Paleo-oceanographic and -climatic reconstruction in the Southwest Pacific [ODP Site 1123] during MIS 11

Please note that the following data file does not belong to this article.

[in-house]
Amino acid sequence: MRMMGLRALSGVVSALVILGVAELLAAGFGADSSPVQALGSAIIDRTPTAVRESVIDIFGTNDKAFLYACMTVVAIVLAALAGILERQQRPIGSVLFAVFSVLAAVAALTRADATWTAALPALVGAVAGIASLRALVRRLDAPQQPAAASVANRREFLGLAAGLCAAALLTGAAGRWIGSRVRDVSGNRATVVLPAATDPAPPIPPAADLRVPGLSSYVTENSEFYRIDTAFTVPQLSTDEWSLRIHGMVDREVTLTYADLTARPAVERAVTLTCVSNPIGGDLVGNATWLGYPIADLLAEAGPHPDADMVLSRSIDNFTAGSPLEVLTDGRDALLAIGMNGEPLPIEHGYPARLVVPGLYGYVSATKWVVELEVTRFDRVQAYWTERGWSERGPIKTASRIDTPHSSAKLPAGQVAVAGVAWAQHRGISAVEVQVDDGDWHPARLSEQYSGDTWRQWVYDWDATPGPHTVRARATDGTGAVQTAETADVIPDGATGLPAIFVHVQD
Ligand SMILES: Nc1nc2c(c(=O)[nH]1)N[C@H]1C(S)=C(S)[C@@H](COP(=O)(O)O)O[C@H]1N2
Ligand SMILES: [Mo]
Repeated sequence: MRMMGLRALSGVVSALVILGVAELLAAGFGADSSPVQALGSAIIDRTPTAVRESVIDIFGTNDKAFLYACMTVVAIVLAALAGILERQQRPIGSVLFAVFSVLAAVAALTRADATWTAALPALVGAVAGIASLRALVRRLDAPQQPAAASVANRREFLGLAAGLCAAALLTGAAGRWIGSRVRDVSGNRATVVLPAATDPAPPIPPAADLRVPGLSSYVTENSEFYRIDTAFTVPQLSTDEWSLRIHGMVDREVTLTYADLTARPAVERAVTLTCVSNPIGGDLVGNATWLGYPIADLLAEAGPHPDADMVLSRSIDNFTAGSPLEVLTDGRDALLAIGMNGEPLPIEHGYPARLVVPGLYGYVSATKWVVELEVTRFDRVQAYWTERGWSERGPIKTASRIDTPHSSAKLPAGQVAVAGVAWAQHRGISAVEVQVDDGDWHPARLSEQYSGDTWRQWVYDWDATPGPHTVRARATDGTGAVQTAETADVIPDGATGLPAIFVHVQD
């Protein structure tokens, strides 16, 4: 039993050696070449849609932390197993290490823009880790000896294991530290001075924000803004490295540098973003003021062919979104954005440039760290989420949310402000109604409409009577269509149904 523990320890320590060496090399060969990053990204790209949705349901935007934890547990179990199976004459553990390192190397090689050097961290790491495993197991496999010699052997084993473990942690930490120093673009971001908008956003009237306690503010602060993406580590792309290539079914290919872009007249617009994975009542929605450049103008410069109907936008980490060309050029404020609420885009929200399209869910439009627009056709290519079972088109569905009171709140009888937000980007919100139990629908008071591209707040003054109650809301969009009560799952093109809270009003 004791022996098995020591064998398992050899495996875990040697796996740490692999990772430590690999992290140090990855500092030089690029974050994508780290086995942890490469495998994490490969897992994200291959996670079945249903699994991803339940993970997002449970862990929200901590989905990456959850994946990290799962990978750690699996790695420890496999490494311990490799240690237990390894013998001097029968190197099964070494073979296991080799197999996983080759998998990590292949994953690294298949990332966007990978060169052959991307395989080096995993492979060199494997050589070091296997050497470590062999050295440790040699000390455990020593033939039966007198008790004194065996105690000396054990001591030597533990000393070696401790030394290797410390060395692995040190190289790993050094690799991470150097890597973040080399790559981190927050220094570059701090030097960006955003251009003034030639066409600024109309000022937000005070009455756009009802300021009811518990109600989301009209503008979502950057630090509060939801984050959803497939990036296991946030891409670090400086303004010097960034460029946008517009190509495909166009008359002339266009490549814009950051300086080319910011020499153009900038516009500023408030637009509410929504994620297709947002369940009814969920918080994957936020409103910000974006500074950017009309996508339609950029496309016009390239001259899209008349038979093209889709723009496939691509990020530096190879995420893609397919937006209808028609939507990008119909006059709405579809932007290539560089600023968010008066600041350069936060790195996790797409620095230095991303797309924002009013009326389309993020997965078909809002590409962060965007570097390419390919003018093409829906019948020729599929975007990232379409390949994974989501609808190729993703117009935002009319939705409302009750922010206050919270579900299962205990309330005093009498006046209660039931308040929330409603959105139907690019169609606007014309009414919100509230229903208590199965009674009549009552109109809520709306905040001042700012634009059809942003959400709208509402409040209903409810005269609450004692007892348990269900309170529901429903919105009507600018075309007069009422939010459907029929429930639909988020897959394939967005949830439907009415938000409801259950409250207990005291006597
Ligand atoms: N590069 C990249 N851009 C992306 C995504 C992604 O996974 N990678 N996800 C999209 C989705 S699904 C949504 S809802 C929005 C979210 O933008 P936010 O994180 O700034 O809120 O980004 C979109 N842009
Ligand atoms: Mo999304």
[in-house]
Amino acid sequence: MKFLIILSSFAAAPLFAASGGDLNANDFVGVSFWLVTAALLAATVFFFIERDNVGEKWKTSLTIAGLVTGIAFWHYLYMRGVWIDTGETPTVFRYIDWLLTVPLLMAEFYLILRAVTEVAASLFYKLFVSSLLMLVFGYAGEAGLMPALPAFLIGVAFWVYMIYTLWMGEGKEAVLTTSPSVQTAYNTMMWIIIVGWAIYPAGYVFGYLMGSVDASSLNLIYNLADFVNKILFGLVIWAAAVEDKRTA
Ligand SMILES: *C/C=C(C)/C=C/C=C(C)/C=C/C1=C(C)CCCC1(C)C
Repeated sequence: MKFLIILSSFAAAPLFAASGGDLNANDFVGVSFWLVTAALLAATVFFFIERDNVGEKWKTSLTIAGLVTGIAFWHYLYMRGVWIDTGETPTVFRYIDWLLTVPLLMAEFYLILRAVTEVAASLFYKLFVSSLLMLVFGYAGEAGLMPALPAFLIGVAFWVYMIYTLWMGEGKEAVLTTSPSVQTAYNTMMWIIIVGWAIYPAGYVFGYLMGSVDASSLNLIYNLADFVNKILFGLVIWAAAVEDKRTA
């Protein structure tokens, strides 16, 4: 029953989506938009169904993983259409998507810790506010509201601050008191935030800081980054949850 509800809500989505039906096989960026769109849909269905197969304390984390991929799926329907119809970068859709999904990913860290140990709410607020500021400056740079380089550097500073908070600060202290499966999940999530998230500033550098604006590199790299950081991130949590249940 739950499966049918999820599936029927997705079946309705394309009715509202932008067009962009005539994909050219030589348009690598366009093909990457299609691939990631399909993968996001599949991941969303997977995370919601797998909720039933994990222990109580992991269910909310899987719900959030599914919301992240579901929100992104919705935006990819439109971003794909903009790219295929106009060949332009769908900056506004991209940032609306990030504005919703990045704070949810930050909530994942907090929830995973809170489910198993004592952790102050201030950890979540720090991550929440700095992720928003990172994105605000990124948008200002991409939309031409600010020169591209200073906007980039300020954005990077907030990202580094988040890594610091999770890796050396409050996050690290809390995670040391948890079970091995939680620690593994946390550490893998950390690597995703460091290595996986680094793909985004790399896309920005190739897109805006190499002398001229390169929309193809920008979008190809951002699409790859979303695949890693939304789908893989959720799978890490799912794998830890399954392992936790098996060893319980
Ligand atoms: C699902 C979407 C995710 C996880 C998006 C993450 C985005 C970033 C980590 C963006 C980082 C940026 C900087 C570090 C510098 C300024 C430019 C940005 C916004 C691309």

Marine Isotope Stage 11 [424 to 374 ka] is unique compared to most other recent Quaternary interglacial periods due to its duration and orbital geometry, both of which have previously been cited as evidence that MIS 11 may be a suitable analogue to project future climate. This study aims to evaluate this prolonged warm period at a key site in the sparsely studied Southwest Pacific Ocean at Ocean Drilling Program [ODP] 1123. This cored site, situated at 3290 m water depth on the northern flank of the Chatham Rise, straddles the northern limit of the modern Subtropical Front, 1100 km east of New Zealand, where sediments record strong subtropical and subpolar signals over interglacial to glacial cycles. Two species of planktonic foraminifera were analysed, Globigerinoides ruber and Globigerina bulloides [Gs. ruber and Gg. bulloides], for trace elements and size-normalised test weights [SNW; Gg. bulloides only] in order to reconstruct ocean temperature, chemistry, structure and circulation during MIS 11. Gg. bulloides was found to have anomalously low SNW [~50% compared to modern specimens] implying either [i] poor calcification environment due to low CO₃⁻² concentrations, or [ii] post-mortem alteration either in the deep water column or ocean floor environment. Traditional dissolution proxies for ODP 1123 do not indicate significant dissolution during MIS 11. Nevertheless, the inception of modern carbonate platforms and reefs at this time leads to the hypothesis that CO₃⁻² concentrations in the surface ocean were low due to a shifting in the locus of carbonate production, and this is a potential cause, amongst other possibilities, of the low SNW in Gg. bulloides. However, calcification in a low CO₃⁻² concentration ocean does not appear to have significantly affected the geochemical proxies utilised in this study [Mg/Ca-derived paleo-ocean temperatures, δ¹⁸O and micro-nutrients Mn/Ca and Zn/Ca ratios as water-mass tracers] based on comparison with a similar study on younger sediments in the same core. The temperature difference between Gs. ruber and Gg. bulloides is the same as the modern temperature difference at ODP 1123, implying that Gs.ruber was also not markedly affected by either low CO₃⁻² concentrations during calcification or post-mortem dissolution. Laser ablation inductively coupled plasma mass spectrometry is utalised to measure in situ trace element ratios [Mg, Al, Ca, Mn, Zn and Sr/Ca], and reconstruct the thermal structure of the ocean’s upper 200 m. The main findings are [i] a well stratified upper ocean in warm periods punctuated by well mixed waters in cooler and presumably windier conditions; [ii] an invigorated South Pacific Gyre during the prolonged MIS 11 interglacial, resulting in a greater inflow of subtropical water to ODP 1123 as evinced by Mn/Ca and Zn/Ca ratios and supported by elevated subtropical foramiferal assemblages; [iii] paleo-ocean temperatures that indicate the mean MIS 11 sea surface temperature optimum was ca. 2°C warmer than present; and [iv] a spike in productivity is identified by elevated Mn/Ca and Zn/Ca ratios at ca. 400 ka, coinciding with a spike in eutrophic species abundance, indicating a period of significantly enhanced subtropical water influence. Records from other New Zealand sites reveal MIS 11 as a prolonged [up to 40 kyr] interglacial period, following a rapid and pronounced 10°C warming from the MIS 12 glacial. Deglaciation occurred 13 kyr earlier than the global benthic record. This rise was punctuated by an Antarctic Cold Reversal-like cooling confirming episodic sub-polar influences at the site. Some differences between the orbital configurations of MIS 1 and 11, particularly at the precessional scale, coupled with apparently unusual ocean chemistry [e.g., low CO₃⁻²] during MIS 11, suggest that MIS 11 may not be an ideal analogue for the Holocene.